Editor's Log: Labor: Inhibitor To Growth?

By Robert Carpenter, Editor | March 2014, Vol. 69 No. 3

People get old. People get disinterested, want to come home at night after a day’s work or simply believe they are entitled to an air conditioned and heated job environment. People just don’t find the working in the construction market appealing. For whatever the reason, the underground construction market is increasingly feeling the pinch of a limited labor pool.

The oil and gas pipeline market segment has been feeling the effects of a limited labor force for years. When pipeline construction was in an historic down cycle, concerns were minor. But when integrity management regulations were implemented, it naturally generated significant work. Industry was strained but could generally find and/or train a qualified workforce. Shale changed all that. The mandated integrity management protocols will continue and the prolonged boom in the oil and gas transmission pipeline construction rolls on. Now, the severe lack of skilled and qualified labor has proven an inhibitor to expansion.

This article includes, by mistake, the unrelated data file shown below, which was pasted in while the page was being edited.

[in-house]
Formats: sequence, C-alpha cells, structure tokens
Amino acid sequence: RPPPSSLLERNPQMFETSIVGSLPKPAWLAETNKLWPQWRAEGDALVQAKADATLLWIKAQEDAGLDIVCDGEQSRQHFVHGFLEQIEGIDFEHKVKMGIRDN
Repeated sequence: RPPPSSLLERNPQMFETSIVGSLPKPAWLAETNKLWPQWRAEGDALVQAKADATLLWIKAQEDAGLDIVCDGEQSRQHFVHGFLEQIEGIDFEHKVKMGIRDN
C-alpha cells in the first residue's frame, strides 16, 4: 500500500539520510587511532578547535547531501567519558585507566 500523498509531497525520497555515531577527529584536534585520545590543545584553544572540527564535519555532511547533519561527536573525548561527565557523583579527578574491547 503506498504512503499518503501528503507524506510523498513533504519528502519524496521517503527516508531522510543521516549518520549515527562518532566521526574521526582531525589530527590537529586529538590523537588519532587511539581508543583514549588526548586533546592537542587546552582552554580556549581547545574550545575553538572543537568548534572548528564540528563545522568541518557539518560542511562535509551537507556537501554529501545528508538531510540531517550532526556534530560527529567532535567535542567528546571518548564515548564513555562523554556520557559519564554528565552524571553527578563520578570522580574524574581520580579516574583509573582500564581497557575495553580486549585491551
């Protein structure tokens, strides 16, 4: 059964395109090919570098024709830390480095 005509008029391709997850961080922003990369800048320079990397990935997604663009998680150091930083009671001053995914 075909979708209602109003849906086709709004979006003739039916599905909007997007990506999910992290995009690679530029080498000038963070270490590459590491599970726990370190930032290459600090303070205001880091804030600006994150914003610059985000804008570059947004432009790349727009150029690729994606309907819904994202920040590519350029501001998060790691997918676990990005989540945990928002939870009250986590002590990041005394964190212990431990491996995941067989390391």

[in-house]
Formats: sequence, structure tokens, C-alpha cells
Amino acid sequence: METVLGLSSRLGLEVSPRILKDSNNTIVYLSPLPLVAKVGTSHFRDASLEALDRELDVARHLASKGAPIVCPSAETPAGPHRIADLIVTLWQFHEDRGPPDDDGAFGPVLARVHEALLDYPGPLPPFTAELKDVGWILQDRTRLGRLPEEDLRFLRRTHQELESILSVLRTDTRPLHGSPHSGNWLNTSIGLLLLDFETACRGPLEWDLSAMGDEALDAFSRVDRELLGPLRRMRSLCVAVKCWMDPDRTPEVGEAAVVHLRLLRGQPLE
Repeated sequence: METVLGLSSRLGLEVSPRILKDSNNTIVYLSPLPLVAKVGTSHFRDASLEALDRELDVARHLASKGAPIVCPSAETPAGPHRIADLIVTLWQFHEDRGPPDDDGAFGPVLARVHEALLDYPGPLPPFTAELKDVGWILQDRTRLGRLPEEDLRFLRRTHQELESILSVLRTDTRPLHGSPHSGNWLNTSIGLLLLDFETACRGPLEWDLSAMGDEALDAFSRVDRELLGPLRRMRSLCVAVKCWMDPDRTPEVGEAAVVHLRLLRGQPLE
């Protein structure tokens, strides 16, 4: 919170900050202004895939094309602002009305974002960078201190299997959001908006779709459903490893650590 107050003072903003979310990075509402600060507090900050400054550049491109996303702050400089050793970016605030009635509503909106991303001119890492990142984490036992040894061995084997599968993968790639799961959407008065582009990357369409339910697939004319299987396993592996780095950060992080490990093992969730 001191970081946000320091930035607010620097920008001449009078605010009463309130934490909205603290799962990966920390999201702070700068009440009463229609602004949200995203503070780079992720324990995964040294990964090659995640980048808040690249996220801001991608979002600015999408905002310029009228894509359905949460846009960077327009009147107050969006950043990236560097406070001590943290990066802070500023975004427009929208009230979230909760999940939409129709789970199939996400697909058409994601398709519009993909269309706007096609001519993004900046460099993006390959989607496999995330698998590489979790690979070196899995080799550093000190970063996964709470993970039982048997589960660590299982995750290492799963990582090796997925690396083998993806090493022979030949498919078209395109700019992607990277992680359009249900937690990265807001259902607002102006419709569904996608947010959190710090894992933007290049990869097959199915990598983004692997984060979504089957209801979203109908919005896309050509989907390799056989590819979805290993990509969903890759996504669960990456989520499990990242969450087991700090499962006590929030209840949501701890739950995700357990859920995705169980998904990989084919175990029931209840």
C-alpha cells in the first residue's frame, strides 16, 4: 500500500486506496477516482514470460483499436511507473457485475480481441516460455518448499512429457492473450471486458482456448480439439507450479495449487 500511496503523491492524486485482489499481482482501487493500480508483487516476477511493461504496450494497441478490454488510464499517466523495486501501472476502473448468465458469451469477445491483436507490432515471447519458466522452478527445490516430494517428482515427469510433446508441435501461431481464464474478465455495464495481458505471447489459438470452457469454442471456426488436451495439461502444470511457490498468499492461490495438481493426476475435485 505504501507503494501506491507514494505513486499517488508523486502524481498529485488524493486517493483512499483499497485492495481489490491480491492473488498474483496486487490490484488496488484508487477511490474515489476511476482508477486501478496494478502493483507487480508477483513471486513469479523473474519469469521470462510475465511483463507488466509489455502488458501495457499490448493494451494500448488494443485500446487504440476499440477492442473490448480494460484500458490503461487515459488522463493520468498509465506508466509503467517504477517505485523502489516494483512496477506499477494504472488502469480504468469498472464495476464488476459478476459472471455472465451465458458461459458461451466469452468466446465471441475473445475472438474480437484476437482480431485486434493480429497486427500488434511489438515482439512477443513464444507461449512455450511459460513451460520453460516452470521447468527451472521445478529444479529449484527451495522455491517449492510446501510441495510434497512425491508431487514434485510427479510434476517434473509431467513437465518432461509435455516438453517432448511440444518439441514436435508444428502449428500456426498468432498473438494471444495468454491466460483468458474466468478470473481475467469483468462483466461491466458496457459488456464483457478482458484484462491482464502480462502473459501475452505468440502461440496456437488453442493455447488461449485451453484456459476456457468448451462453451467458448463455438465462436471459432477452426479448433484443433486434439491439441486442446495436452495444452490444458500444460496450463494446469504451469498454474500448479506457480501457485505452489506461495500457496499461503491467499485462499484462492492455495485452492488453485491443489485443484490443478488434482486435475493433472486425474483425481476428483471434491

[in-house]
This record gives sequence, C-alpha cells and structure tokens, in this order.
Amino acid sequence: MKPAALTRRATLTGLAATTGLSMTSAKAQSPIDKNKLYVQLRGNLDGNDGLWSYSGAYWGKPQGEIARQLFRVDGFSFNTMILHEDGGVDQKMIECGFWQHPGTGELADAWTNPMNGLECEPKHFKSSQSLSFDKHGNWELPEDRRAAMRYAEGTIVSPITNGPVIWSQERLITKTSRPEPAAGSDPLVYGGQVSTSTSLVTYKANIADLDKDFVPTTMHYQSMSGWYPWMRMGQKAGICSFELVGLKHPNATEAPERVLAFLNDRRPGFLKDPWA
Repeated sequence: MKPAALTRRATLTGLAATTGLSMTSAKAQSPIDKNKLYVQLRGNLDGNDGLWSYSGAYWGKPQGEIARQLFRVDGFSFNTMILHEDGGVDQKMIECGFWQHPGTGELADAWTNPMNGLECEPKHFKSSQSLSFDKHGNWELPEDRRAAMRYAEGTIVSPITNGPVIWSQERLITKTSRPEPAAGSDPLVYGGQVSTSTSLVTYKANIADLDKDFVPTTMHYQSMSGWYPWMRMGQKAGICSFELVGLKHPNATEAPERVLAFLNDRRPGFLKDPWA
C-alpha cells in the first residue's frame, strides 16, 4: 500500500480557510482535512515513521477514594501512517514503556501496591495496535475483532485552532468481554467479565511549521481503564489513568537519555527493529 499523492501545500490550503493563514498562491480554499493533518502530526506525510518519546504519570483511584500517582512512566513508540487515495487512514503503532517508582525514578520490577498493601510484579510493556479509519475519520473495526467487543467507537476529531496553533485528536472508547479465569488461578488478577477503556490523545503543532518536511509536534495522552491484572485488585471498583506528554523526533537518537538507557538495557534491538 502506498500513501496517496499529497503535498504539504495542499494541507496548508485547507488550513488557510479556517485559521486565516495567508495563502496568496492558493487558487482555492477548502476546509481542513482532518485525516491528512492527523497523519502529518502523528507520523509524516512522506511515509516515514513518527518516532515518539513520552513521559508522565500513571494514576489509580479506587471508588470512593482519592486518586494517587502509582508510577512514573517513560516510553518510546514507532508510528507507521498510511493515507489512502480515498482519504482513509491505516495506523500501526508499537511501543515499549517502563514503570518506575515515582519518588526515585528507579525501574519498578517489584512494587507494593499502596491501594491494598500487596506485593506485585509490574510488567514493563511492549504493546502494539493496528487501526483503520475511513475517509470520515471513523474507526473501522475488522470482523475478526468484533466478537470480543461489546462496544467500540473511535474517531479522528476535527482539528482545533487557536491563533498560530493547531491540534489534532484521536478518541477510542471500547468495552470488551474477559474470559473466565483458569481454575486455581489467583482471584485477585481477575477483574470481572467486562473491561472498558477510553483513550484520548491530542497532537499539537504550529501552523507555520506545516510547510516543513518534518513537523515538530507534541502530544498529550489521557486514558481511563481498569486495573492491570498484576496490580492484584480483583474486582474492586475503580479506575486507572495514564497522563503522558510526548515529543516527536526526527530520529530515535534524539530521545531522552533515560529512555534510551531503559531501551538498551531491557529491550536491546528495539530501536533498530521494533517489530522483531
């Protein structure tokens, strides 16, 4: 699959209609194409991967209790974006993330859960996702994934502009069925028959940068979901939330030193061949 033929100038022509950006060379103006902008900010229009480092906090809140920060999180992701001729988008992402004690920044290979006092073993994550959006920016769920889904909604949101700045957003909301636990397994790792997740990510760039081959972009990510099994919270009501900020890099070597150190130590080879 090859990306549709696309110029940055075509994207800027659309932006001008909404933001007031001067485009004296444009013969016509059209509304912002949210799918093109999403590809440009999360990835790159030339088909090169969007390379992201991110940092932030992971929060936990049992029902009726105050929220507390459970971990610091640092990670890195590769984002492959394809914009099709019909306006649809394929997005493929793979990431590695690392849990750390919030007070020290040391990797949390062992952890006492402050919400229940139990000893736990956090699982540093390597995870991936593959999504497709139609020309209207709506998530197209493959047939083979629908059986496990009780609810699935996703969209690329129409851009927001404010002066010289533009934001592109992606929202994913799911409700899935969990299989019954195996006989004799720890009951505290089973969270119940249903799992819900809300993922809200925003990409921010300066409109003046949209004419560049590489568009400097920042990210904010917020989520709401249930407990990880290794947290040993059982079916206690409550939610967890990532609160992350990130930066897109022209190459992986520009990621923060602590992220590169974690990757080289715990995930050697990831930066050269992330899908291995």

There was an unofficial, collective sigh of relief from many when it became apparent that, at least for the time being, the Alaska Pipeline was not needed due to the boom in shale gas production in the lower 48. Before that, there was legitimate concern that the pipeline labor force could not handle both the Alaska and continental U.S. pipeline construction – too many projects and not enough workers.

Union pipeline contractors have traditionally depended upon Union Shops to meet their labor demands when they are gearing up for major projects. Now, unions are struggling to meet contractor labor requirements. But both non-union and union contractors increasingly find they must identify and train their own personnel as the older, reliable sources of obtaining laborers have dramatically decreased or dried up entirely. Union Shops scramble to attract workers to a career in pipelining and non-union pipeline contractors also find that their worker pool of qualified welders and laborers has been absorbed by other industries or the workers have sought less trying jobs.